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The Student Press Law Center answered 1,364 requests for legal advice from 1,336 high school and college student journalists and advisers in 1992. Over the past five years, the number of calls to the center--the only national advocacy agency for student journalists--has jumped 143 percent, a recent report says.

The increasing volume of inquiries is mostly due to a 1988 U.S. Supreme Court decision, Hazelwood School District v. Kuhlmeier, that gave school officials greater authority to control student expression. In 1992, 27 percent of the students who called had questions about censorship, 13.6 percent had concerns about libel and invasion of privacy, and 12.3 percent had questions about freedom of speech; others called about copyright, confidentiality, and other legal issues, the report says.

"The Hazelwood decision has given school officials much more authority to censor, and school officials have sadly taken advantage of the added power they've been given,'' said Mark Goodman, the executive director of the Student Press Law Center.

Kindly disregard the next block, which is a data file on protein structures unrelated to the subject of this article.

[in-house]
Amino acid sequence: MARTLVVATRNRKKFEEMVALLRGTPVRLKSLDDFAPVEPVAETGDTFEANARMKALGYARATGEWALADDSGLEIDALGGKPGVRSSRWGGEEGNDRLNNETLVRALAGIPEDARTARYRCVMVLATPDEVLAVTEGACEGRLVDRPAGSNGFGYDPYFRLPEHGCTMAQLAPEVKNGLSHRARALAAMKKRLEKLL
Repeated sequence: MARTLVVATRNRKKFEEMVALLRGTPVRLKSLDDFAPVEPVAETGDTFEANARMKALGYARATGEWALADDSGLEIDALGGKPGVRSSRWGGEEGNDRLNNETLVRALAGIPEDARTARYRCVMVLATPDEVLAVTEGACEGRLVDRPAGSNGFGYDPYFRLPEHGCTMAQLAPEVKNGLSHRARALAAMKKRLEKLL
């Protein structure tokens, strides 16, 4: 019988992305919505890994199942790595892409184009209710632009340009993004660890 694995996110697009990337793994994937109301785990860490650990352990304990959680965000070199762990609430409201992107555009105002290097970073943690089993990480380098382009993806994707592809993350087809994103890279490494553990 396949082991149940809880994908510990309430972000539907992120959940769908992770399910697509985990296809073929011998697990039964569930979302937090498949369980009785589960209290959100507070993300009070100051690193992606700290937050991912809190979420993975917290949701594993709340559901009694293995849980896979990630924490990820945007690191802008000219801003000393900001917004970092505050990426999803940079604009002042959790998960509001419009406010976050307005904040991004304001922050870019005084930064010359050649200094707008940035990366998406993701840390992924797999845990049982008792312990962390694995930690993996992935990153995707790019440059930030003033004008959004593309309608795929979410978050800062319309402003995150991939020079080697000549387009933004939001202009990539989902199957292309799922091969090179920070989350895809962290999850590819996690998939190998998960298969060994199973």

Teenagers in religious families who are admonished to wait until their wedding night to have sexual intercourse are far more likely to marry young, researchers from East Tennessee State University report.

Their work, based on data collected from the 1979 and 1984 National Longitudinal Survey of Youth, is described as the first national study to examine how religious background influences teenage marriage practices.

White conservative Protestants were more than twice as likely to marry by age 19 as white Roman Catholics, the study found. Both religious traditions urge chastity before marriage, but those families that "emphasize the sinful nature of nonmarital relationships'' may lead both parents and teenagers to view early marriage as the only acceptable means of consummating romantic relationships, according to the study.

The researchers found that 43.4 percent of white conservative Protestant women--including Southern Baptists, Evangelicals, and Churches of Christ members--married before age 19. By comparison, 25.3 percent of white "mainline'' Protestant women married as teenagers, as did 19.8 percent of Catholic women.

Of the white men surveyed, 17.8 percent of conservative Protestants reported marrying in their teenage years, while 9.6 percent of mainline Protestants and 7 percent of Catholics married by age 19.--JESSICA PORTNER

Vol. 13, Issue 18

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